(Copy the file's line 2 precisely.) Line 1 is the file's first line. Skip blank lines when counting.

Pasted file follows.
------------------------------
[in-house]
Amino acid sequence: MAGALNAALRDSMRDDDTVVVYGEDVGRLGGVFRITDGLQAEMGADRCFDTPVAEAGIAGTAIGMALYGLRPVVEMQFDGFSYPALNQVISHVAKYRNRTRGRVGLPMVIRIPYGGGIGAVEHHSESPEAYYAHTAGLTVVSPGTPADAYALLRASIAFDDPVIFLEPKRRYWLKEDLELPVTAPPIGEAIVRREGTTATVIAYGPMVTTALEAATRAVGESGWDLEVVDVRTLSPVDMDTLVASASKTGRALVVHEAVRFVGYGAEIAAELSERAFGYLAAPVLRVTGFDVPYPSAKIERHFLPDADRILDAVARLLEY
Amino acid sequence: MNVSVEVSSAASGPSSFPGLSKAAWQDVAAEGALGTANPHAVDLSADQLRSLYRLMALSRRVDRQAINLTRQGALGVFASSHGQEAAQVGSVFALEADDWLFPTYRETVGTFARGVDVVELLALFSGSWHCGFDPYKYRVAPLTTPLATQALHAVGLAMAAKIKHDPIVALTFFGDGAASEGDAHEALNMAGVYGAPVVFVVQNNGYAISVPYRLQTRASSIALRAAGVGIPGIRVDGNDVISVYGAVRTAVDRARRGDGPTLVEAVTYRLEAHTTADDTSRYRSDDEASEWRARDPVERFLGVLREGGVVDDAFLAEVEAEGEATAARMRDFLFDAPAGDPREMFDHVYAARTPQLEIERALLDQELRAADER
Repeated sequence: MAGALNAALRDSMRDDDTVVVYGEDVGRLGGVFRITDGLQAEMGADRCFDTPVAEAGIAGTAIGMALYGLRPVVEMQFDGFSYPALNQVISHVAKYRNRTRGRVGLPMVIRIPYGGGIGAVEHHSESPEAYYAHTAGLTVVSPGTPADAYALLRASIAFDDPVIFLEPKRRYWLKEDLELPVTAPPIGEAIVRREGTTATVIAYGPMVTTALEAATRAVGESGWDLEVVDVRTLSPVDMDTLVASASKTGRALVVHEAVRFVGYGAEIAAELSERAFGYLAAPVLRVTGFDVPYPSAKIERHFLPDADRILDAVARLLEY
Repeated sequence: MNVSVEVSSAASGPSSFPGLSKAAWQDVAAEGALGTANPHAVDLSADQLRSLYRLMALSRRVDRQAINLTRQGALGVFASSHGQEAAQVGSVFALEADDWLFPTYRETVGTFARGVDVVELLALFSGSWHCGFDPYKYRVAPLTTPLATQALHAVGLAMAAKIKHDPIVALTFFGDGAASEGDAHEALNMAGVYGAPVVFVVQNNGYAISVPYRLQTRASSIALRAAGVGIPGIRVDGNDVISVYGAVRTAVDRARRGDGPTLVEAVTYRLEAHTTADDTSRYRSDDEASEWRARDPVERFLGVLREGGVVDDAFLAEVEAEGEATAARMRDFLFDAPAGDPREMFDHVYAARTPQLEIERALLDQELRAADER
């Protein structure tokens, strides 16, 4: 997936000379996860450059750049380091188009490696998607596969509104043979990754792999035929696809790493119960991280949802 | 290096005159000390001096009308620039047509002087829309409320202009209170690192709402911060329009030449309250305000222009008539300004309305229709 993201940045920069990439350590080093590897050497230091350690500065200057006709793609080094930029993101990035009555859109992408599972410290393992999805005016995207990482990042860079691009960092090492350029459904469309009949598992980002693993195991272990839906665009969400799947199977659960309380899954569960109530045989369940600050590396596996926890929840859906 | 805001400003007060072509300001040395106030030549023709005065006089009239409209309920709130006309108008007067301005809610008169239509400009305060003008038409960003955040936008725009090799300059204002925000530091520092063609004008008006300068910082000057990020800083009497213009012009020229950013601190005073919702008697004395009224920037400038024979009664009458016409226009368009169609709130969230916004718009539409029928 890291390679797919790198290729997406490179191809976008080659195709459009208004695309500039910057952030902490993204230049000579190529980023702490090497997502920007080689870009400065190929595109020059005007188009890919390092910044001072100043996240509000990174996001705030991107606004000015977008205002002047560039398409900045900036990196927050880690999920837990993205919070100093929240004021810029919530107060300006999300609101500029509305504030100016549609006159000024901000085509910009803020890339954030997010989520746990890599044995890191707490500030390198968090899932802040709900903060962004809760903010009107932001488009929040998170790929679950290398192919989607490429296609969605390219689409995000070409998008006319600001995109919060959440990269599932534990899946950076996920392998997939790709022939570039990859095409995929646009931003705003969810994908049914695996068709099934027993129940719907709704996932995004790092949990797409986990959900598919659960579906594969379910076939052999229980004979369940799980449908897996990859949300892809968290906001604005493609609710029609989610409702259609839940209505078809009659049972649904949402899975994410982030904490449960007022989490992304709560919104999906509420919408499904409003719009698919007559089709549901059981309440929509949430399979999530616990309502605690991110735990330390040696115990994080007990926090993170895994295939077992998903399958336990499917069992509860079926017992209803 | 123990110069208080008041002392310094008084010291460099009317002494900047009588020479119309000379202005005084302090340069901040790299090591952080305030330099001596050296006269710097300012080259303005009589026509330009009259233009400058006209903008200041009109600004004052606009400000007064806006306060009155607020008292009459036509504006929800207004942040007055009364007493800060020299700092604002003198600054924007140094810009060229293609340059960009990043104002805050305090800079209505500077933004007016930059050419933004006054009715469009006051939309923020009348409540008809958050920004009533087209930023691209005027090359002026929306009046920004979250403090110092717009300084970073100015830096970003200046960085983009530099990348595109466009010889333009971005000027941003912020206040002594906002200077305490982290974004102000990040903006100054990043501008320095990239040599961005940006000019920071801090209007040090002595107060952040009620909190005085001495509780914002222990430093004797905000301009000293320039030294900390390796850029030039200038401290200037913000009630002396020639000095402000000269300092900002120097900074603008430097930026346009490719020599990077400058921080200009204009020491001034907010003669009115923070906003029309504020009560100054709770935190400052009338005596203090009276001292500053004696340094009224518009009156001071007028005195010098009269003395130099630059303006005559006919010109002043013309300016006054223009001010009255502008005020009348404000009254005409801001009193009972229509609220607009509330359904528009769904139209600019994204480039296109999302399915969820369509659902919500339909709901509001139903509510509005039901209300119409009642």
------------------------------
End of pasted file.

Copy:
Amino acid sequence: MAGALNAALRDSMRDDDTVVVYGEDVGRLGGVFRITDGLQAEMGADRCFDTPVAEAGIAGTAIGMALYGLRPVVEMQFDGFSYPALNQVISHVAKYRNRTRGRVGLPMVIRIPYGGGIGAVEHHSESPEAYYAHTAGLTVVSPGTPADAYALLRASIAFDDPVIFLEPKRRYWLKEDLELPVTAPPIGEAIVRREGTTATVIAYGPMVTTALEAATRAVGESGWDLEVVDVRTLSPVDMDTLVASASKTGRALVVHEAVRFVGYGAEIAAELSERAFGYLAAPVLRVTGFDVPYPSAKIERHFLPDADRILDAVARLLEY